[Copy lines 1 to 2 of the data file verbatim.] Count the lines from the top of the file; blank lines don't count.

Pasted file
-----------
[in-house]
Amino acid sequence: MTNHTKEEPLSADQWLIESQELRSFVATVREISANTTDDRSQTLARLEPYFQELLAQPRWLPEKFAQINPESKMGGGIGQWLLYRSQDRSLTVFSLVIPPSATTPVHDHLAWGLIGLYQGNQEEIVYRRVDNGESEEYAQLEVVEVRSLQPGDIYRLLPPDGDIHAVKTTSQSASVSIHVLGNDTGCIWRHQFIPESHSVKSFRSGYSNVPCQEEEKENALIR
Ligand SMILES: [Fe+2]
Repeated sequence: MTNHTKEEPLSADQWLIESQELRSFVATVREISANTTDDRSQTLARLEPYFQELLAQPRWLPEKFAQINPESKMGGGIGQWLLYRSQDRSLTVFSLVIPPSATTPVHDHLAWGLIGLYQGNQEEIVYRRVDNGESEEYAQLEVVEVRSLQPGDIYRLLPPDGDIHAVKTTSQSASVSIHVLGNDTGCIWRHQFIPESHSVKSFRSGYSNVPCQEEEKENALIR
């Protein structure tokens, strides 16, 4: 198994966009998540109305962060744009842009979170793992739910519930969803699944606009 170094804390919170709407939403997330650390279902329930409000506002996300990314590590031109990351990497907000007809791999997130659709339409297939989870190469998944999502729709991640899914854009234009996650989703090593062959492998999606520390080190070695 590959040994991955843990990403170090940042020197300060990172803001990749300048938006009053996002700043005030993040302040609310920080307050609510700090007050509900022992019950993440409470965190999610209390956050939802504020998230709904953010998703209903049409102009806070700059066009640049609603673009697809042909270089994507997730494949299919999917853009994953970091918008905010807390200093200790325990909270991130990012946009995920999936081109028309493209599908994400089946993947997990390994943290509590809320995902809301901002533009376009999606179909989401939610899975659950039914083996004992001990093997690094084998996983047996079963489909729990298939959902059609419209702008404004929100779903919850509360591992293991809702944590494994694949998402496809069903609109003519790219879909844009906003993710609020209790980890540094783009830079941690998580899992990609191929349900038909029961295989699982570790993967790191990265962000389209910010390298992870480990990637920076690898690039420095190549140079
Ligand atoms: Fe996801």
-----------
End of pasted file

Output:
[in-house]
Amino acid sequence: MTNHTKEEPLSADQWLIESQELRSFVATVREISANTTDDRSQTLARLEPYFQELLAQPRWLPEKFAQINPESKMGGGIGQWLLYRSQDRSLTVFSLVIPPSATTPVHDHLAWGLIGLYQGNQEEIVYRRVDNGESEEYAQLEVVEVRSLQPGDIYRLLPPDGDIHAVKTTSQSASVSIHVLGNDTGCIWRHQFIPESHSVKSFRSGYSNVPCQEEEKENALIR